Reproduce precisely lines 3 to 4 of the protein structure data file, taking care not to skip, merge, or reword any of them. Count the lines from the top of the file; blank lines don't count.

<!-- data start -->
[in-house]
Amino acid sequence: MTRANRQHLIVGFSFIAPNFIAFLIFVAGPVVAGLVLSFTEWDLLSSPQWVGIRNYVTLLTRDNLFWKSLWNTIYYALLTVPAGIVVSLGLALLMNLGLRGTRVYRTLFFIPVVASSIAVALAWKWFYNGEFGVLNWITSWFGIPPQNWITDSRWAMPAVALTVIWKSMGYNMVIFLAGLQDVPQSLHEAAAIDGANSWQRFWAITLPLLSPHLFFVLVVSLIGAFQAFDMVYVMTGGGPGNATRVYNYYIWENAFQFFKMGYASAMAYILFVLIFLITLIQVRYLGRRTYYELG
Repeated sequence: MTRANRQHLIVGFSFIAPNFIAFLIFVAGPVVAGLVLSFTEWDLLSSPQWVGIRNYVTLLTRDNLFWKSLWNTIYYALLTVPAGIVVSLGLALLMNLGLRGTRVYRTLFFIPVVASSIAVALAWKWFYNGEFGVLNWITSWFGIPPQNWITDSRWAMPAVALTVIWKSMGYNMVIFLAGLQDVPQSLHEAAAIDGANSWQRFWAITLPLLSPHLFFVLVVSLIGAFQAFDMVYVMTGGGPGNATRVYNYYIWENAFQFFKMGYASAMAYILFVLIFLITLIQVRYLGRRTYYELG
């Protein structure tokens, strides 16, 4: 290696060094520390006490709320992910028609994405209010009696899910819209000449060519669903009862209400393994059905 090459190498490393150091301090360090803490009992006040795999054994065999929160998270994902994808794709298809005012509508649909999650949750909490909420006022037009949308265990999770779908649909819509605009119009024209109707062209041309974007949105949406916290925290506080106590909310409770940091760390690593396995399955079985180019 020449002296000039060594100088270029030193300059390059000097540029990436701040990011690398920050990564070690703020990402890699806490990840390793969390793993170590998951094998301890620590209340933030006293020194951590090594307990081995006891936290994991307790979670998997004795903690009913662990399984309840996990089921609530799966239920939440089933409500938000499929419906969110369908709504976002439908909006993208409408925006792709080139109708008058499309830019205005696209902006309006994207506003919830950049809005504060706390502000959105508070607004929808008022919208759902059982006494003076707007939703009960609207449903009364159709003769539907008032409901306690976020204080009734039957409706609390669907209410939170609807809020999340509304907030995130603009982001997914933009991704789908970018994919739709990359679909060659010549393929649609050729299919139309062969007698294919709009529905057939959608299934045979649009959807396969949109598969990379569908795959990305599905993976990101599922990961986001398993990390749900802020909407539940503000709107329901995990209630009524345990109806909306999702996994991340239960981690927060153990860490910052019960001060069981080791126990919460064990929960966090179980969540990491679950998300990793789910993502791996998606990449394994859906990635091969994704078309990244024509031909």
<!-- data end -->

Repeated sequence: MTRANRQHLIVGFSFIAPNFIAFLIFVAGPVVAGLVLSFTEWDLLSSPQWVGIRNYVTLLTRDNLFWKSLWNTIYYALLTVPAGIVVSLGLALLMNLGLRGTRVYRTLFFIPVVASSIAVALAWKWFYNGEFGVLNWITSWFGIPPQNWITDSRWAMPAVALTVIWKSMGYNMVIFLAGLQDVPQSLHEAAAIDGANSWQRFWAITLPLLSPHLFFVLVVSLIGAFQAFDMVYVMTGGGPGNATRVYNYYIWENAFQFFKMGYASAMAYILFVLIFLITLIQVRYLGRRTYYELG
């Protein structure tokens, strides 16, 4: 290696060094520390006490709320992910028609994405209010009696899910819209000449060519669903009862209400393994059905 090459190498490393150091301090360090803490009992006040795999054994065999929160998270994902994808794709298809005012509508649909999650949750909490909420006022037009949308265990999770779908649909819509605009119009024209109707062209041309974007949105949406916290925290506080106590909310409770940091760390690593396995399955079985180019 020449002296000039060594100088270029030193300059390059000097540029990436701040990011690398920050990564070690703020990402890699806490990840390793969390793993170590998951094998301890620590209340933030006293020194951590090594307990081995006891936290994991307790979670998997004795903690009913662990399984309840996990089921609530799966239920939440089933409500938000499929419906969110369908709504976002439908909006993208409408925006792709080139109708008058499309830019205005696209902006309006994207506003919830950049809005504060706390502000959105508070607004929808008022919208759902059982006494003076707007939703009960609207449903009364159709003769539907008032409901306690976020204080009734039957409706609390669907209410939170609807809020999340509304907030995130603009982001997914933009991704789908970018994919739709990359679909060659010549393929649609050729299919139309062969007698294919709009529905057939959608299934045979649009959807396969949109598969990379569908795959990305599905993976990101599922990961986001398993990390749900802020909407539940503000709107329901995990209630009524345990109806909306999702996994991340239960981690927060153990860490910052019960001060069981080791126990919460064990929960966090179980969540990491679950998300990793789910993502791996998606990449394994859906990635091969994704078309990244024509031909």